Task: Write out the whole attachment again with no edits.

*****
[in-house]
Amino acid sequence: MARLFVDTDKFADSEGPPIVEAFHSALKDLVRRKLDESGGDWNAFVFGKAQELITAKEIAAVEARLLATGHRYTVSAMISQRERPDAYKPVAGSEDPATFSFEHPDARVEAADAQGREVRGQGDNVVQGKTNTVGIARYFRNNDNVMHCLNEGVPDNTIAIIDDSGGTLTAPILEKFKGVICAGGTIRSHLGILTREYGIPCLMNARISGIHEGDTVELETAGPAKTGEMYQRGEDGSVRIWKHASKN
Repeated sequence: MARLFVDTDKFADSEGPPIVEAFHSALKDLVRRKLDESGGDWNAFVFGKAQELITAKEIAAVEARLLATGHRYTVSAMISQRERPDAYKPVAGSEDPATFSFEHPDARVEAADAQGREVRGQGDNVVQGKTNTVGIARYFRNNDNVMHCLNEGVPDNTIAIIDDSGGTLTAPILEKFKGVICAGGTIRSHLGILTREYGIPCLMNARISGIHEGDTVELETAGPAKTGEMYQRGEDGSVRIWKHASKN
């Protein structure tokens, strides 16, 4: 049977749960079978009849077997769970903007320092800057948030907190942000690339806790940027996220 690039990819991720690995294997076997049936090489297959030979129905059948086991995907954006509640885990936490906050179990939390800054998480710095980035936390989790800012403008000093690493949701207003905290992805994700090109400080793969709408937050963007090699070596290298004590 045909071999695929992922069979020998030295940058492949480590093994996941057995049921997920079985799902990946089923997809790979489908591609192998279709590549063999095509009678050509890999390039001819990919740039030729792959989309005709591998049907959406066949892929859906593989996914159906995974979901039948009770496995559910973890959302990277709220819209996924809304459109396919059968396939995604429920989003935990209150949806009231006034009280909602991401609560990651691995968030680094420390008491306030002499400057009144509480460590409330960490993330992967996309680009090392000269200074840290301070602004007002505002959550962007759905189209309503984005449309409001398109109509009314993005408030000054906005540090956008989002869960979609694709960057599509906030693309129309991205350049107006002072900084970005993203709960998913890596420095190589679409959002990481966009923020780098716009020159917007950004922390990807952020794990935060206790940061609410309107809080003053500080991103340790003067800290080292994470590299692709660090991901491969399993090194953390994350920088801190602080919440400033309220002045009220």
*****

[in-house]
Amino acid sequence: MARLFVDTDKFADSEGPPIVEAFHSALKDLVRRKLDESGGDWNAFVFGKAQELITAKEIAAVEARLLATGHRYTVSAMISQRERPDAYKPVAGSEDPATFSFEHPDARVEAADAQGREVRGQGDNVVQGKTNTVGIARYFRNNDNVMHCLNEGVPDNTIAIIDDSGGTLTAPILEKFKGVICAGGTIRSHLGILTREYGIPCLMNARISGIHEGDTVELETAGPAKTGEMYQRGEDGSVRIWKHASKN
Repeated sequence: MARLFVDTDKFADSEGPPIVEAFHSALKDLVRRKLDESGGDWNAFVFGKAQELITAKEIAAVEARLLATGHRYTVSAMISQRERPDAYKPVAGSEDPATFSFEHPDARVEAADAQGREVRGQGDNVVQGKTNTVGIARYFRNNDNVMHCLNEGVPDNTIAIIDDSGGTLTAPILEKFKGVICAGGTIRSHLGILTREYGIPCLMNARISGIHEGDTVELETAGPAKTGEMYQRGEDGSVRIWKHASKN
């Protein structure tokens, strides 16, 4: 049977749960079978009849077997769970903007320092800057948030907190942000690339806790940027996220 690039990819991720690995294997076997049936090489297959030979129905059948086991995907954006509640885990936490906050179990939390800054998480710095980035936390989790800012403008000093690493949701207003905290992805994700090109400080793969709408937050963007090699070596290298004590 045909071999695929992922069979020998030295940058492949480590093994996941057995049921997920079985799902990946089923997809790979489908591609192998279709590549063999095509009678050509890999390039001819990919740039030729792959989309005709591998049907959406066949892929859906593989996914159906995974979901039948009770496995559910973890959302990277709220819209996924809304459109396919059968396939995604429920989003935990209150949806009231006034009280909602991401609560990651691995968030680094420390008491306030002499400057009144509480460590409330960490993330992967996309680009090392000269200074840290301070602004007002505002959550962007759905189209309503984005449309409001398109109509009314993005408030000054906005540090956008989002869960979609694709960057599509906030693309129309991205350049107006002072900084970005993203709960998913890596420095190589679409959002990481966009923020780098716009020159917007950004922390990807952020794990935060206790940061609410309107809080003053500080991103340790003067800290080292994470590299692709660090991901491969399993090194953390994350920088801190602080919440400033309220002045009220």